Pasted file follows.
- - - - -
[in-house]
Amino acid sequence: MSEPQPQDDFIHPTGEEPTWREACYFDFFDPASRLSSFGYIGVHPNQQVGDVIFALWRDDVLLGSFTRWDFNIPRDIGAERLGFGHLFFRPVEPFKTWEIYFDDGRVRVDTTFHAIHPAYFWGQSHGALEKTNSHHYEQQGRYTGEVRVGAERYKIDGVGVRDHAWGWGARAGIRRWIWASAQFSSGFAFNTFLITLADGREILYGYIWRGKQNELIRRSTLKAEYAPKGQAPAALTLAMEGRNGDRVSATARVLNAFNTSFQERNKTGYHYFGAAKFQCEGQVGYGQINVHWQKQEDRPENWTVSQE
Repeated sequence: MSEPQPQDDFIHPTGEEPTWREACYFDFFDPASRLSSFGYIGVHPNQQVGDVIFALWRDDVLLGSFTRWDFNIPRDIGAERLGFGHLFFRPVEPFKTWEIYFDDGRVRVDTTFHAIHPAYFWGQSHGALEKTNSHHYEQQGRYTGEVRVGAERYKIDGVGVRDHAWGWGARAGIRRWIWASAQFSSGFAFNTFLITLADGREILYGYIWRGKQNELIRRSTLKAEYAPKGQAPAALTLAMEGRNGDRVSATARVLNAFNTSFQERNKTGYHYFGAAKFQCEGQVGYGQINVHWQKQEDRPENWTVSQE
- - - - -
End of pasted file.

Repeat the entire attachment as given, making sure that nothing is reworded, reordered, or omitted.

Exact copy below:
[in-house]
Amino acid sequence: MSEPQPQDDFIHPTGEEPTWREACYFDFFDPASRLSSFGYIGVHPNQQVGDVIFALWRDDVLLGSFTRWDFNIPRDIGAERLGFGHLFFRPVEPFKTWEIYFDDGRVRVDTTFHAIHPAYFWGQSHGALEKTNSHHYEQQGRYTGEVRVGAERYKIDGVGVRDHAWGWGARAGIRRWIWASAQFSSGFAFNTFLITLADGREILYGYIWRGKQNELIRRSTLKAEYAPKGQAPAALTLAMEGRNGDRVSATARVLNAFNTSFQERNKTGYHYFGAAKFQCEGQVGYGQINVHWQKQEDRPENWTVSQE
Repeated sequence: MSEPQPQDDFIHPTGEEPTWREACYFDFFDPASRLSSFGYIGVHPNQQVGDVIFALWRDDVLLGSFTRWDFNIPRDIGAERLGFGHLFFRPVEPFKTWEIYFDDGRVRVDTTFHAIHPAYFWGQSHGALEKTNSHHYEQQGRYTGEVRVGAERYKIDGVGVRDHAWGWGARAGIRRWIWASAQFSSGFAFNTFLITLADGREILYGYIWRGKQNELIRRSTLKAEYAPKGQAPAALTLAMEGRNGDRVSATARVLNAFNTSFQERNKTGYHYFGAAKFQCEGQVGYGQINVHWQKQEDRPENWTVSQE